And I've always been kind of a crazy cook. Even when I was single I had parties at my house with 80 people and I used to cook all the food. People looked at me like, "You're nuts," but I just enjoyed doing that.
Al is writing a cookbook:
Originally the goal of the website was just to have fun ... and share ideas with other people. I started recently putting together my recipes for a cookbook. ... Now the focus of the website is to get a cookbook together that ... features some of these recipes. ...
I'd love to find a publisher. (But) these days you can do a lot of self-publishing. Because my wife is in the art world, we have a couple of friends who are extremely talented food photographers ... so we can almost do it all ourselves.
And he's researching the best way to sell the krupnikas honey liqueur he makes and gifts to friends and relatives each Christmas:
Al: There's a lot of legalities to go through. I have friends that have done similar things and we also have some local distilleries that are popping up in Rhode Island. ... It's all the rage now. They have all these craft breweries popping up for beer... so now a distillery is the next step. They make a rum in Rhode Island called Thomas Tew, and ... Sons of Liberty is one of the distillers in Rhode Island as well. They make whiskey. ...
I'm talking to those guys to get an idea of what the business is all about, what's required. And they all just kind of roll their eyes and say. "Paperwork. Get the right lawyer." ...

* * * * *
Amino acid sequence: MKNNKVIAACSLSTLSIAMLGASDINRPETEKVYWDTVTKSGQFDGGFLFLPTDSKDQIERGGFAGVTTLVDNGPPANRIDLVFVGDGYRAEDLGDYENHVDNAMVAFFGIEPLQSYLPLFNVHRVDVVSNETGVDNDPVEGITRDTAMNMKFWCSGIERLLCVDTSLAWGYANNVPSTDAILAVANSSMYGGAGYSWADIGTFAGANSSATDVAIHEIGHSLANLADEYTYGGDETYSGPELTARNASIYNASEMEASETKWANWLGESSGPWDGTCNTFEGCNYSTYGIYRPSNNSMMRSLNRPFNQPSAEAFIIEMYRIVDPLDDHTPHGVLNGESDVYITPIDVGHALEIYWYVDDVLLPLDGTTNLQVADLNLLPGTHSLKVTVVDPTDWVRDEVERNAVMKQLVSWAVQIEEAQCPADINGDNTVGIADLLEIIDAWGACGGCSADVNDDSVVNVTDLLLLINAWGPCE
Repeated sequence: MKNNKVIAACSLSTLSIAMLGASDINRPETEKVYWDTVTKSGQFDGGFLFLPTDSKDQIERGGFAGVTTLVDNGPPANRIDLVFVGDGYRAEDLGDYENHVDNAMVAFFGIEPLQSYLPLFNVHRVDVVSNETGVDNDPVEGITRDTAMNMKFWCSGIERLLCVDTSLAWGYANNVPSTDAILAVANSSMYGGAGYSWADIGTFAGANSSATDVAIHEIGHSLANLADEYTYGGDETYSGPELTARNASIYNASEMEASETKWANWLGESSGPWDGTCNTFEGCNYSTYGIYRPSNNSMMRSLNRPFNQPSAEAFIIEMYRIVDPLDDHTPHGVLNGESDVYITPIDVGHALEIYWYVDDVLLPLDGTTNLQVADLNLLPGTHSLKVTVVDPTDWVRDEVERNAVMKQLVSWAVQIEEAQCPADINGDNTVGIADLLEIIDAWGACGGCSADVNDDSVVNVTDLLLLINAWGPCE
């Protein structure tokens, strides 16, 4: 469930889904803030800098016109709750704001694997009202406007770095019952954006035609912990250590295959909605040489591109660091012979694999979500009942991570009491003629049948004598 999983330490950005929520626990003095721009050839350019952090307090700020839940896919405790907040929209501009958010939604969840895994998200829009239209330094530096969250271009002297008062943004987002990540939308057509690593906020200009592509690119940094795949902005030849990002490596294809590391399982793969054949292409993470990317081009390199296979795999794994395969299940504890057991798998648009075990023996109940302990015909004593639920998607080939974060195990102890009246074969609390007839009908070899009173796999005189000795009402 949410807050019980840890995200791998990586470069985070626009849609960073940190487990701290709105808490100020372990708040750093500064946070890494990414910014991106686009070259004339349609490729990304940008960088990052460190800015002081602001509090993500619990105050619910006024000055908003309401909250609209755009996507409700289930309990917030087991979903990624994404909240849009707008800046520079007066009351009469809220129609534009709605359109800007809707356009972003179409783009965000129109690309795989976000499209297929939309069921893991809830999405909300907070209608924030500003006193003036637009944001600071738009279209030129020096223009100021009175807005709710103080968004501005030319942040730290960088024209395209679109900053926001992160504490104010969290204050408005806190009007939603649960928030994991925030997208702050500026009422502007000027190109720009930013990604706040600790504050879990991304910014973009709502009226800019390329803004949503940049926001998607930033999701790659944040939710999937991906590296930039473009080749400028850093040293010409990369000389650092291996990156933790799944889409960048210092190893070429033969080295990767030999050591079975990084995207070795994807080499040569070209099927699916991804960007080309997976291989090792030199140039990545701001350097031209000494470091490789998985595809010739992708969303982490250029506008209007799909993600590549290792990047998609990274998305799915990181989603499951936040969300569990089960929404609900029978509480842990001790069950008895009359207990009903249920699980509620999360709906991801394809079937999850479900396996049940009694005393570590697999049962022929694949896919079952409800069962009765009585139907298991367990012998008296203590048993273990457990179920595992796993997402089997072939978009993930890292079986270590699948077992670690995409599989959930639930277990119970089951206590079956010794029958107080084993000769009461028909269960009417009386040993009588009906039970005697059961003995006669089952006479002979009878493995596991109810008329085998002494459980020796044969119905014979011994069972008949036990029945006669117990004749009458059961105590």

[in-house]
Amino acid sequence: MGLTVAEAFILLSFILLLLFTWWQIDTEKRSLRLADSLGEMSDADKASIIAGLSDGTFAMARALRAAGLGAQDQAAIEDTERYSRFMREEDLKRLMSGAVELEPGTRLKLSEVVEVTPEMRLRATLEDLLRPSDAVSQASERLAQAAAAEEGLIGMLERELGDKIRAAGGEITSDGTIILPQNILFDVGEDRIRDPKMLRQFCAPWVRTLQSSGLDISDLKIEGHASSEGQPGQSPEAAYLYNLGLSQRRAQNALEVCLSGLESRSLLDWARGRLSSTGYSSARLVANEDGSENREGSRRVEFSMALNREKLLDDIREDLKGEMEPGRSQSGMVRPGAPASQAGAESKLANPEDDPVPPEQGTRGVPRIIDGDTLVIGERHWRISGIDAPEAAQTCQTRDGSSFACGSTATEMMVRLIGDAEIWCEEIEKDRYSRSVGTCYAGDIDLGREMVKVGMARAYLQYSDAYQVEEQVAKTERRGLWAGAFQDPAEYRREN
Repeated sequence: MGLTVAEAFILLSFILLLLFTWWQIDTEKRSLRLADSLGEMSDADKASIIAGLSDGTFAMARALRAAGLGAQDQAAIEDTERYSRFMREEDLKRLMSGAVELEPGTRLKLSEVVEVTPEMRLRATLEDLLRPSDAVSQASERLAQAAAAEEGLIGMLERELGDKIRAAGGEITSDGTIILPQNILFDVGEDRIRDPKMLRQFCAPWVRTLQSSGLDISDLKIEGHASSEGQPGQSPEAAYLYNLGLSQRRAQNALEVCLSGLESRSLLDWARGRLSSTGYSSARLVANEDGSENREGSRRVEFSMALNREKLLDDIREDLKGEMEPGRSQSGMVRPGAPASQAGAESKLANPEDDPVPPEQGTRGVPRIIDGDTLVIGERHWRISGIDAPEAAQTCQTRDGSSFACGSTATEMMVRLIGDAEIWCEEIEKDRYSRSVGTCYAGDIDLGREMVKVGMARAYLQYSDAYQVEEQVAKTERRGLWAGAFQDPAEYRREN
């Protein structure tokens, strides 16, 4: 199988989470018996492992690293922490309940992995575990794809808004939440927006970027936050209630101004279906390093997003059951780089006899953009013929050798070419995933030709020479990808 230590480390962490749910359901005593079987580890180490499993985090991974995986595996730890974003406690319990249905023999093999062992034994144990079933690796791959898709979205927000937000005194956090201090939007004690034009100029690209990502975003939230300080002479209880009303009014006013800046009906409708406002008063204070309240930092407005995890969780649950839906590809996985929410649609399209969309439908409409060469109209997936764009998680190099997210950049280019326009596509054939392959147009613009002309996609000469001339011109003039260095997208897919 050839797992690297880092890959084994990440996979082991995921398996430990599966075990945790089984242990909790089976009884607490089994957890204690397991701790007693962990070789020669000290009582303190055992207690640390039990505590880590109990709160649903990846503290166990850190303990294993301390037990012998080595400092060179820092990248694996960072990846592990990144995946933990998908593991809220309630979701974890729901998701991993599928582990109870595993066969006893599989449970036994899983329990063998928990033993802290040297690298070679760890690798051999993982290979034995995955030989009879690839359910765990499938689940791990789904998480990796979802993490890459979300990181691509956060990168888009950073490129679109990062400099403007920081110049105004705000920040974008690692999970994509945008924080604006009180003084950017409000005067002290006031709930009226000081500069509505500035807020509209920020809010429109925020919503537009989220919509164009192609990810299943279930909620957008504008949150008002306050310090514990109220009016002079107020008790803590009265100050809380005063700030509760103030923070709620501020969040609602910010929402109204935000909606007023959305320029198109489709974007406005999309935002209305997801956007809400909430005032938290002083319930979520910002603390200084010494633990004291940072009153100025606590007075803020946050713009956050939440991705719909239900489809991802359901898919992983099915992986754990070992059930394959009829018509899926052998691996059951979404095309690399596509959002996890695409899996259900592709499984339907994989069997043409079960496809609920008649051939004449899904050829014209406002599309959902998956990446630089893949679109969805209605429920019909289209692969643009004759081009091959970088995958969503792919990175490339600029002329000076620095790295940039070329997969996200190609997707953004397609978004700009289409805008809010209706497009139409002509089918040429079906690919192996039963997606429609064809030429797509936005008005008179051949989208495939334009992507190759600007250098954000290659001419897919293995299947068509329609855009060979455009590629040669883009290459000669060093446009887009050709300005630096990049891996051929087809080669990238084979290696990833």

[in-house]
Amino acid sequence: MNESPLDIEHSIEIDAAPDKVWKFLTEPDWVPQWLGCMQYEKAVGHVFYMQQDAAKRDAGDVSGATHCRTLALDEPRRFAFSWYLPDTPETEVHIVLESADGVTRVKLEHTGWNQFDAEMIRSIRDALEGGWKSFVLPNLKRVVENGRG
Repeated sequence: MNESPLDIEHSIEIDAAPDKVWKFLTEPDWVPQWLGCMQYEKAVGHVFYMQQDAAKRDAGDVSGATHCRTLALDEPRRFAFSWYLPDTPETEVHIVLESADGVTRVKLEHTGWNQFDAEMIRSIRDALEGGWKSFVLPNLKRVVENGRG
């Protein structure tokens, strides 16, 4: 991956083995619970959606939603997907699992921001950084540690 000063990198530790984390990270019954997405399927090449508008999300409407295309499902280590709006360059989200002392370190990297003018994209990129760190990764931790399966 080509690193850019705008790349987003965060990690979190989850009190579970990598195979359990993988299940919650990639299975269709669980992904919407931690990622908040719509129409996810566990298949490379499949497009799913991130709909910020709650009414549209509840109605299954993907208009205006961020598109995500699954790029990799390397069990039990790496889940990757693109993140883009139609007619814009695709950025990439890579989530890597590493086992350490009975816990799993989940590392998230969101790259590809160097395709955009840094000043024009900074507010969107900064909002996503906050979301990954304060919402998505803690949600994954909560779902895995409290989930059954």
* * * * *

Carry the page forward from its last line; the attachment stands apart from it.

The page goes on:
...You can (run a still in your basement), but not for sale. ... I make a ton of (krupnikas) every year. ... I use a case of grain alcohol per batch that I make. I make small batches, but over the course of a week, I use the whole case. ... I get about 30 liters out of it.
At Christmastime, I ask (everybody) what they want ... and they say, "Give me a bottle."
Steve: I don't know if you're listening to yourself, but I'm listening to you describe the basis of a really interesting business. ... Not the only the honey liqueur, but the website and the food... there's something here, don't you think?
Al: I think so. They're tied in a bit to each other ... I've written about my honey liqueur on livethelive.com, but of course I didn't give the recipe out. ...
Steve: If they're already these people making hard liquor in Rhode Island, any of them want to carry your line?
Al: That's what I'm working on...
To hear the clip, click here.
Here's how Zahra and James tested their idea for Mode-sty:
James: All we did was put up a webpage with a dress that we thought met Zahra's aesthetics and function, so the coverage and the style."
Zahra: A landing page. ...
Steve: Was it designed to be a Minimum Viable Product?
Zahra: It was, it was just to collect email addresses and to see if anyone else saw the need that I saw. ... (We used) social media (to create demand) ... mostly Facebook. ... We got a lot of signups and people emailing us, "When are you going to launch? I have something coming up soon."